Car trips in Nicaragua will never get old, because I love watching the world pass by. Most observations from the window of the car depict the relaxed, communal, simple life that most lead here in Nicaragua without factoring in their reaction when a gringa (white person) interferes. I need to start having a camera out in the car so that I can capture the absurdities in photos. I have seen…
· Trash. Everywhere. Nicaraguans finish a bottle of soda or a bag of chips and just throw the trash out the window.
· 5 people on a single 2 wheel bicycle. I have not seen how they ever get on and balance all at the same time… Everyone here rides with their knees out to the side, because there is usually a heavy bag of rice or beans in front of them, draped over the front bar or a few people balanced on the front bar in front of the handle bar.
· Animals. Everywhere. Dogs, chickens, roosters, goats, sheep, horses, cows. I can’t tell you how many times I’ve had to stop to let a herd of some sort of animal plod across the road.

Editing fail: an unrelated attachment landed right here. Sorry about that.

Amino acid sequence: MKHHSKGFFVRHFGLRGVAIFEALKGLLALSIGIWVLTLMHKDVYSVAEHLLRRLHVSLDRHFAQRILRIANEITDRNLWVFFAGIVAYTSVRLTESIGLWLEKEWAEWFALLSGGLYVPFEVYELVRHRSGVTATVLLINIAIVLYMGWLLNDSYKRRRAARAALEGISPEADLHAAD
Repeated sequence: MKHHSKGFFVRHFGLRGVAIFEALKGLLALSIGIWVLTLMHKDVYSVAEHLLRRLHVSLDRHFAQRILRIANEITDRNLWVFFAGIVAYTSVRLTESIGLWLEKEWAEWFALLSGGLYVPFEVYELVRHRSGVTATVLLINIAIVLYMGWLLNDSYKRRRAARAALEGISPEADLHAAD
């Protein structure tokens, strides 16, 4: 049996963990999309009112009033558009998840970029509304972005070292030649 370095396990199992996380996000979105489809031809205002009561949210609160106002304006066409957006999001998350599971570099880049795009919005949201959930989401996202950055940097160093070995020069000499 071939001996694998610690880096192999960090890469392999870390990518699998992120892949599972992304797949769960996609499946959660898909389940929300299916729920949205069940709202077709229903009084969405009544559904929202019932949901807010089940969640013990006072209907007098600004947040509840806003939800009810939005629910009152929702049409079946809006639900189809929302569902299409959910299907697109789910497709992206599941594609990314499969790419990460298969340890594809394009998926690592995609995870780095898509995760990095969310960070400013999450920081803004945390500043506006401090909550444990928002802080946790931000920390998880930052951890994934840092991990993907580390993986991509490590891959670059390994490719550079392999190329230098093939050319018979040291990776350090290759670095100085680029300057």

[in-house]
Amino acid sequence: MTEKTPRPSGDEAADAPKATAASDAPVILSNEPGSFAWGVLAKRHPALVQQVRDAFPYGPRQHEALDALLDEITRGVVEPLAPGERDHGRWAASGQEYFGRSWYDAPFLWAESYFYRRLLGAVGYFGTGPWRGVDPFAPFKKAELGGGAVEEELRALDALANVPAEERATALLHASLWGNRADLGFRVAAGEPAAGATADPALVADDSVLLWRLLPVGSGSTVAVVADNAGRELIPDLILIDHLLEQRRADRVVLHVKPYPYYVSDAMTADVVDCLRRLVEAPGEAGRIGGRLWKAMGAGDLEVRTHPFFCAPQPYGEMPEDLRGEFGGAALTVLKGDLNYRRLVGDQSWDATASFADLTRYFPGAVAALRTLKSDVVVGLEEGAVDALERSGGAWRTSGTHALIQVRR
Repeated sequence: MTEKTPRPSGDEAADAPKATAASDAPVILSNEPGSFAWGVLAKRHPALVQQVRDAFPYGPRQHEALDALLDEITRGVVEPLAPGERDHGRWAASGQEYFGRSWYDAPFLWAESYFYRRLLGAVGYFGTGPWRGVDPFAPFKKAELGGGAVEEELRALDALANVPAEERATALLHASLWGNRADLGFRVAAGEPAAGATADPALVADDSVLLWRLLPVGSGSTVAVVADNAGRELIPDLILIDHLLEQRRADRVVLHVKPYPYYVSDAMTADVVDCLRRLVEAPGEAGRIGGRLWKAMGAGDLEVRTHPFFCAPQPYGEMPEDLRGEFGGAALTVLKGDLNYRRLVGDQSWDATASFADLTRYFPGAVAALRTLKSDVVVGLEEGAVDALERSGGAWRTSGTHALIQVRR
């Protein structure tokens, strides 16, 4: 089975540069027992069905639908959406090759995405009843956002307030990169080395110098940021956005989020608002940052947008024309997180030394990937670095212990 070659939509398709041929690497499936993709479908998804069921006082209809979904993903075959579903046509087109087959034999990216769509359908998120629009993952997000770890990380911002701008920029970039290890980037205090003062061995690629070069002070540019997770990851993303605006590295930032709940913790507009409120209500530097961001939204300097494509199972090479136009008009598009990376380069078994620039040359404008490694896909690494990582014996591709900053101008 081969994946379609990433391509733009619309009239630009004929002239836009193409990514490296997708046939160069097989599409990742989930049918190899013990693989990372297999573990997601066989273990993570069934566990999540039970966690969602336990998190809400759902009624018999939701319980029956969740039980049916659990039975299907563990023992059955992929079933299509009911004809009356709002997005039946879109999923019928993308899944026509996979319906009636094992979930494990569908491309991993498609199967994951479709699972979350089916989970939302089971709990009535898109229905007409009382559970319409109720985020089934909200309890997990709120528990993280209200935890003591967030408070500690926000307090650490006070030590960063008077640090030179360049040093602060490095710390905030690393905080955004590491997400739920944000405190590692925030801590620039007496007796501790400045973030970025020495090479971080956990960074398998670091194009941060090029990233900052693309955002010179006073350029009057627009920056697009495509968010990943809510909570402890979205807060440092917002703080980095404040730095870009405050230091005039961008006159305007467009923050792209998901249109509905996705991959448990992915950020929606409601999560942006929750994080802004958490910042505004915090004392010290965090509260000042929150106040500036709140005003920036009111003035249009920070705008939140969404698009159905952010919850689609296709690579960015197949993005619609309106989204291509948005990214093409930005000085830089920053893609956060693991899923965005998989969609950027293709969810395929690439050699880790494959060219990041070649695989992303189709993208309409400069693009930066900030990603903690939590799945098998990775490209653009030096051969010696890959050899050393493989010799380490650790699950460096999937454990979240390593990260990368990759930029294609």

· Tucans, sunglasses, cigarettes, cell phone chargers, wind shield wipers and anything else you can imagine sold at red lights.
· Into every house in Nicaragua. No one shuts their doors, and everyone seems to live on their front steps or front porch. Privacy here in Nicaragua? Doesn’t exist
· The lone remaining sky scraper left in the city after the earthquake that destroyed everything in 1972.
· Gorgeous straight rows of plaintain trees, rice patties, and pineapple bushes growing in the lush soil produced by the volcanoes.
· Women carrying gigantic baskets and bins of goods on their heads
· Every food imaginable sold by the side of the road in a little stand.
· Angry ox, no longer wanting to pull their heavy load of timber back to the house stopped dead in the middle of two lanes in the road
· Roads that can hardly be called roads. I think a path of rocks and dirt might be more appropriate
· A boy riding a horse with a pig schlepped over the front. The pig was too stubborn to walk itself home, so the horse had to give it a lift.
· Kids cleaning the windshield of cars at red lights. The minute the light turns red, the kids appear spraying water out of a bottle and wash away. If you don’t want it to be washed, an enthusiastic finger wag is needed before they get too far into the washing.
· Casinos, TGI Friday’s Nicaraguan Comedors.
· Businesses, and houses smushed together in tight quarters in the same neighborhoods across the city.
Whether a 4 hour road trip starting at 4:30 am or a trip to La Chureca that I make every day- driving down here never gets old.